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Wednesday, December 31, 2008

In the works.

I started to spin up some white soysilk this morning. That should get finished tonight, possibly tomorrow. Once the wools I dyed last night are dry, I'll start on them. I think I will just sell the watermelon yarn, and the crimson I plan to make into a scarf [EDIT]. Hopefully the crimson romney will be soft enough without being fuzzy. I think I'll knit it with vertical ribs, like I did with the multicolored fuzzy scarf in my store. Maybe on size 10 needles? I need to go to Inua, even though I hate that store, so I can get some circular 7s and 10s. I am also going to make a pastelly yarn, with sky, cotton candy, mint, and butter colored rovings. Pictures to come soon.

Kool-aid Dyeing.

I don't have any kind of setup for dyeing with commercial dyes, so I always have to resort to kool-aid and food coloring. I also use the microwave method of dyeing, because I don't like doing dishes!

Well, I picked up some roving for that dyeing project I think I mentioned in the last post. I got some white superfine merino, which I intended to dye blue and green (but ended up doing green, yellow, and pink), and some gray romney, which I dyed red.

I was disappointed that there weren't any blue kool-aids at the store, but I went with what I could find (pink lemonade, lemonade, lemon-lime). I used quite a bit of yellow, but it got eaten up by the green dye (since I worked in my bathtub, the slant caused the excess dyes to run all over the place). I'm not too upset, though, because it looks like watermelon. It's not what I was looking for, and I'm probably going to have to find something else to ply it with. I had plans for this soon-to-be yarn!

And the red:
I used cherry and tropical punch kool-aid and strawberry off-brand drink powder. The tropical punch and the strawberry worked fine, but the cherry didn't take as well. This is probably because it was at the end near the bottom of the slant, and some of the dye that should have been in the saran wrap ran down the drain. I also could have microwaved it longer...and the wool should have been more wet when I started to dye. Hopefully this will produce a slight variegation that looks nice. There are a few spots of gray that I can't decide on. Should I pick them out, or work the yarn with them in? We'll see once I get started. The watermelon is going to get spun up first.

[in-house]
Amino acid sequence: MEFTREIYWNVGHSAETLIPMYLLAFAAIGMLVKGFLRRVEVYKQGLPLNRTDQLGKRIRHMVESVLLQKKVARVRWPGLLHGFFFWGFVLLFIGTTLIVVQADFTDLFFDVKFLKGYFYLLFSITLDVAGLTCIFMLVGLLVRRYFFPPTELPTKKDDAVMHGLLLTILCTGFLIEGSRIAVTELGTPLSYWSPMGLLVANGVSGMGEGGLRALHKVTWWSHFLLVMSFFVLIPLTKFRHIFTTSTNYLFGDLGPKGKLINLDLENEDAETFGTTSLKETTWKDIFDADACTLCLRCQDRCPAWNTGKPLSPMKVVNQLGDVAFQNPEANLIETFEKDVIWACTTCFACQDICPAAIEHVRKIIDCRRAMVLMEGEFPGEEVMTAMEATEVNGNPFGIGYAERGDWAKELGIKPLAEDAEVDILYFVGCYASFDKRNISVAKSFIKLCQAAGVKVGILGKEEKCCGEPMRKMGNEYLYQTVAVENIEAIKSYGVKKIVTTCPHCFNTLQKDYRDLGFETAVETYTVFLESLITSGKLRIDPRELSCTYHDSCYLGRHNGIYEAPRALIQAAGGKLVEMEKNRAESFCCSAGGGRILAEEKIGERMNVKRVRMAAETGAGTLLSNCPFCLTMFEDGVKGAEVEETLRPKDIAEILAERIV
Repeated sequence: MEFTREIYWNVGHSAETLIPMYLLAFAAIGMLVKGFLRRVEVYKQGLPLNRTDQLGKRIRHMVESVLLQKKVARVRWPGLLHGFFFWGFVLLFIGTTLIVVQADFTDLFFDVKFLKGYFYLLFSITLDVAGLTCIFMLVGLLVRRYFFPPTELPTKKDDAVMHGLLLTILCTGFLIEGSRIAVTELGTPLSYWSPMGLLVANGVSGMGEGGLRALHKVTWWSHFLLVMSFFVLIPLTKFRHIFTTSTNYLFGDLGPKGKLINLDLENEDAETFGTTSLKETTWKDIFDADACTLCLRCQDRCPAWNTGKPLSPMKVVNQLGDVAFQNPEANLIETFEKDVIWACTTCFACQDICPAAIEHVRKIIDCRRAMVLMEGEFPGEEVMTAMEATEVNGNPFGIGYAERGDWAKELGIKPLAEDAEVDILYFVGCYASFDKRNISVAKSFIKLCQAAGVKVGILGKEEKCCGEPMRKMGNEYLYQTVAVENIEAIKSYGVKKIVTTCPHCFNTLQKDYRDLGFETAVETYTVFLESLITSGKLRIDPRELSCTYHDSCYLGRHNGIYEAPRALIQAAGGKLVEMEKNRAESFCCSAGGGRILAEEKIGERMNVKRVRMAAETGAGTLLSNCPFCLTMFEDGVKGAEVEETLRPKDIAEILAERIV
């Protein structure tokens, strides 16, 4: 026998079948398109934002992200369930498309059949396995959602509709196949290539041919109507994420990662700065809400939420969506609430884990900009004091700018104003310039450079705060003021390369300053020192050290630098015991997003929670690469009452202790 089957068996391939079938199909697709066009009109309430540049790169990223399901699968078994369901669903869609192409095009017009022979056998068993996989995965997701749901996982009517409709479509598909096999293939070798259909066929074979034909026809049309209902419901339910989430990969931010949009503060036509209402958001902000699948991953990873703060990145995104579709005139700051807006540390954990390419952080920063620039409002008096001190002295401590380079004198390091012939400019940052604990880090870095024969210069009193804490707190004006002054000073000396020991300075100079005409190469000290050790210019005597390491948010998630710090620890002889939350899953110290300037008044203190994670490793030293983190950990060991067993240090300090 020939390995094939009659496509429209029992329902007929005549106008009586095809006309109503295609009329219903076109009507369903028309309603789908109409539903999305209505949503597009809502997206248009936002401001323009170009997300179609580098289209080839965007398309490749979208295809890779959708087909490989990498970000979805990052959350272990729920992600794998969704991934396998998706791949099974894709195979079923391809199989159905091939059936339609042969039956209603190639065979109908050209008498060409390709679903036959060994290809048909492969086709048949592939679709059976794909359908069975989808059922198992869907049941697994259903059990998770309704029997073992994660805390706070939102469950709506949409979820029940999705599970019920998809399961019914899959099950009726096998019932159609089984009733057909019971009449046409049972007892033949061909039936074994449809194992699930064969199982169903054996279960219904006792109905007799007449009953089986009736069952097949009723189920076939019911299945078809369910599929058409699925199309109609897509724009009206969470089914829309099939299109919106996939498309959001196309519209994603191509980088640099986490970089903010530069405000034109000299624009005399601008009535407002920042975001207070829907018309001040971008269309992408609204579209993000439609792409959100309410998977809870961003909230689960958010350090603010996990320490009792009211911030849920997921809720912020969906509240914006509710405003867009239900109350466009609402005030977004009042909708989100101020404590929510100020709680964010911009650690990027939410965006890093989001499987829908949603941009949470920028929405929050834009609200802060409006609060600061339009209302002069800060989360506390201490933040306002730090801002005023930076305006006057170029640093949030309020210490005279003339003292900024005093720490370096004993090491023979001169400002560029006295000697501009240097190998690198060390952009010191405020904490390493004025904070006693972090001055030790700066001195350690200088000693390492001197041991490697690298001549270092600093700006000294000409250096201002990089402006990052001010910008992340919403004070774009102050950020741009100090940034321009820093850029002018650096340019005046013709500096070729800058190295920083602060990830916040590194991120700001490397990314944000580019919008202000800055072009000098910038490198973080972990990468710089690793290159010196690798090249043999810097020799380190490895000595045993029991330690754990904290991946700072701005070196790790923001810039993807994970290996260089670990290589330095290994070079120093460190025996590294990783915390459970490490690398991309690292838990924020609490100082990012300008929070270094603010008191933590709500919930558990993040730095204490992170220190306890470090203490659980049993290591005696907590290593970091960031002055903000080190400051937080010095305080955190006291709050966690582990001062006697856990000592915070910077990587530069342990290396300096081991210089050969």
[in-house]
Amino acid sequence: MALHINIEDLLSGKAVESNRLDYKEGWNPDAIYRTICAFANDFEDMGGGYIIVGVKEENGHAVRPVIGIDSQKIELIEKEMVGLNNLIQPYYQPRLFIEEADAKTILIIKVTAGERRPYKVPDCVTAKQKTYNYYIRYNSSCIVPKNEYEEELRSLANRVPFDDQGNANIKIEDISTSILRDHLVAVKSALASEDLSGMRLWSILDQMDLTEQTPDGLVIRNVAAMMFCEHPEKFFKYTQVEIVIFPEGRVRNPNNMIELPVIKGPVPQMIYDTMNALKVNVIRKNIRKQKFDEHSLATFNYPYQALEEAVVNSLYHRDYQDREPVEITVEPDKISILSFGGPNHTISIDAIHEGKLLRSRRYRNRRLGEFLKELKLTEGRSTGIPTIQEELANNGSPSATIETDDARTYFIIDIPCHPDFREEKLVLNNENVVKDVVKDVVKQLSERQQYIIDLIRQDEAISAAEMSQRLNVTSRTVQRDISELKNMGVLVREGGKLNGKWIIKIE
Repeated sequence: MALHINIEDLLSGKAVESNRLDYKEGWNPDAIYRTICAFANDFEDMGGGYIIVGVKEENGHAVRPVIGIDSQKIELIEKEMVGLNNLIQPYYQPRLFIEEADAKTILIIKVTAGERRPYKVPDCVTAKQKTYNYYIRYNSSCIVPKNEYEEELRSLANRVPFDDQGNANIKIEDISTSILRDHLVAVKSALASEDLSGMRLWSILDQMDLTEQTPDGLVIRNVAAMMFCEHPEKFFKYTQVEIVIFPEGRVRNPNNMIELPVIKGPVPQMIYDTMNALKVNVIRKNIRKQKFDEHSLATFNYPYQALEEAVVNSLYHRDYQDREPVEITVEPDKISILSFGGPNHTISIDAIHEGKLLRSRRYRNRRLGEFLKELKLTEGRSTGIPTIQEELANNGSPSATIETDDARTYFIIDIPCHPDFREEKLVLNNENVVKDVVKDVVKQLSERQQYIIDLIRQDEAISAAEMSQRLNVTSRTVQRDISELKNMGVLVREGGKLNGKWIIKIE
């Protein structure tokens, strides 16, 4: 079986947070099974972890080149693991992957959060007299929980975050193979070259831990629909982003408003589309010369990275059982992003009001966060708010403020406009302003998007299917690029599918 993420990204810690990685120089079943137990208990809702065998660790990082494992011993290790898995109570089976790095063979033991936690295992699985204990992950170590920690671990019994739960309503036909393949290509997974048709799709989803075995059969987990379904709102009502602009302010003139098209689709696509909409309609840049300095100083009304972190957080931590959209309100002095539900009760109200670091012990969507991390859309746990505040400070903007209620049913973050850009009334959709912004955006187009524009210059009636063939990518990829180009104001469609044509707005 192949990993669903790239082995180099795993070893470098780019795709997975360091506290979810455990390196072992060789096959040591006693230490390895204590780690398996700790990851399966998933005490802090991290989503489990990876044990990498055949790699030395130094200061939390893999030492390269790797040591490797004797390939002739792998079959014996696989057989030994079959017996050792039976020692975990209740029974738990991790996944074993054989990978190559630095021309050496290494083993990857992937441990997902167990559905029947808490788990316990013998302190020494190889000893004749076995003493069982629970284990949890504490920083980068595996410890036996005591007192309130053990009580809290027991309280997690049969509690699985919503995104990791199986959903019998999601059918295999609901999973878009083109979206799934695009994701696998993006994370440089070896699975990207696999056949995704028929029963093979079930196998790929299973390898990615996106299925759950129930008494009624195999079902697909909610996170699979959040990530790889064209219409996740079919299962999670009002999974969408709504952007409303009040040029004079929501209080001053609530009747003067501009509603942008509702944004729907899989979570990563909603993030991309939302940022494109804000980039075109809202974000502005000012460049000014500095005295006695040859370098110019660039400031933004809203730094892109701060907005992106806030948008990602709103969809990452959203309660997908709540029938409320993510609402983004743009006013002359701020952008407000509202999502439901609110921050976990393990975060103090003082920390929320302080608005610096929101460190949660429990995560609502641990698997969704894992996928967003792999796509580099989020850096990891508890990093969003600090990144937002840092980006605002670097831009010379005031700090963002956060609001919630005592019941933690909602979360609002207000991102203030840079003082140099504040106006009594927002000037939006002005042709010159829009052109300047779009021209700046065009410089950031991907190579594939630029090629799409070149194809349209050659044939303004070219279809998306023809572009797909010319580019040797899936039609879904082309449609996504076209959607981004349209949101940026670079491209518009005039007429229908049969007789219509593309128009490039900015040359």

Tuesday, December 30, 2008

A summary of recent projects.

A fiber blog sounded like a good idea. Even if no one else reads it, I can keep track of the things I have done and the things I wanted to do when I'm stuck in a rut later.

I was very deprived of free time last semester, with 20 credits, a job, and volunteer work. Needless to say, my spinning was quite neglected. The semester ended, and I've been a flurry of activity since then. I didn't realize I missed spinning so much until I found time to do it again.

The first thing I did was work on the lace-weight qiviut I set aside for my schoolwork. That went fine, until I started moving my hands faster than my feet and too little twist went into the yarn. Now it's drifting apart every time I try to restart, and I am backtracking to the point at which I was spinning the yarn properly. So I set that aside once again, and I will go back to it one I've exhausted all the other exciting things I've started doing.

I was given my wheel (an Ashford Kiwi) for my birthday almost two years ago. It's a double treadle, and previously, I had only spun on a single treadle. Needless to say, I'm still adjusting. 8 years of single treadle habits are hard to break, especially when spinning regularly becomes a challenge.